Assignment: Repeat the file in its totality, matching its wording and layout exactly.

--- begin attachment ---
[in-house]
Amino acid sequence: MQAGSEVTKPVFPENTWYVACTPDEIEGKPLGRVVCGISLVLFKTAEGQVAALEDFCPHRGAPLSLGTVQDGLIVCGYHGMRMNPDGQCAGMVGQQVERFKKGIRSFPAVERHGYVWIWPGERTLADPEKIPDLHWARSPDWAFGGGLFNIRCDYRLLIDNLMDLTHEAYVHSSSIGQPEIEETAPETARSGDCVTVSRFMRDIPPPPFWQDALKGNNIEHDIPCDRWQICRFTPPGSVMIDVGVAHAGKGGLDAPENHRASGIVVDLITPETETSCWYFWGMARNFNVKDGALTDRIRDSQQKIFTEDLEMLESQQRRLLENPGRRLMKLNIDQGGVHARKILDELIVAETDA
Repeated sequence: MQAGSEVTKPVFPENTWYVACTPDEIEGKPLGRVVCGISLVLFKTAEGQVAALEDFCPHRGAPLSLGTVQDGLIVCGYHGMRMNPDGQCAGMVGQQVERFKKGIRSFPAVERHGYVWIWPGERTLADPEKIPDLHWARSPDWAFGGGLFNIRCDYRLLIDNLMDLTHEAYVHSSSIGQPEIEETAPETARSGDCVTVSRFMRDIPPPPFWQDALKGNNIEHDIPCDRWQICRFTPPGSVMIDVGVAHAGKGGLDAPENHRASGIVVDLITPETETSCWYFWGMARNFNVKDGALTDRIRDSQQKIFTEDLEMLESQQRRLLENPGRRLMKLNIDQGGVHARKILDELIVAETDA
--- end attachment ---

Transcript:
[in-house]
Amino acid sequence: MQAGSEVTKPVFPENTWYVACTPDEIEGKPLGRVVCGISLVLFKTAEGQVAALEDFCPHRGAPLSLGTVQDGLIVCGYHGMRMNPDGQCAGMVGQQVERFKKGIRSFPAVERHGYVWIWPGERTLADPEKIPDLHWARSPDWAFGGGLFNIRCDYRLLIDNLMDLTHEAYVHSSSIGQPEIEETAPETARSGDCVTVSRFMRDIPPPPFWQDALKGNNIEHDIPCDRWQICRFTPPGSVMIDVGVAHAGKGGLDAPENHRASGIVVDLITPETETSCWYFWGMARNFNVKDGALTDRIRDSQQKIFTEDLEMLESQQRRLLENPGRRLMKLNIDQGGVHARKILDELIVAETDA
Repeated sequence: MQAGSEVTKPVFPENTWYVACTPDEIEGKPLGRVVCGISLVLFKTAEGQVAALEDFCPHRGAPLSLGTVQDGLIVCGYHGMRMNPDGQCAGMVGQQVERFKKGIRSFPAVERHGYVWIWPGERTLADPEKIPDLHWARSPDWAFGGGLFNIRCDYRLLIDNLMDLTHEAYVHSSSIGQPEIEETAPETARSGDCVTVSRFMRDIPPPPFWQDALKGNNIEHDIPCDRWQICRFTPPGSVMIDVGVAHAGKGGLDAPENHRASGIVVDLITPETETSCWYFWGMARNFNVKDGALTDRIRDSQQKIFTEDLEMLESQQRRLLENPGRRLMKLNIDQGGVHARKILDELIVAETDA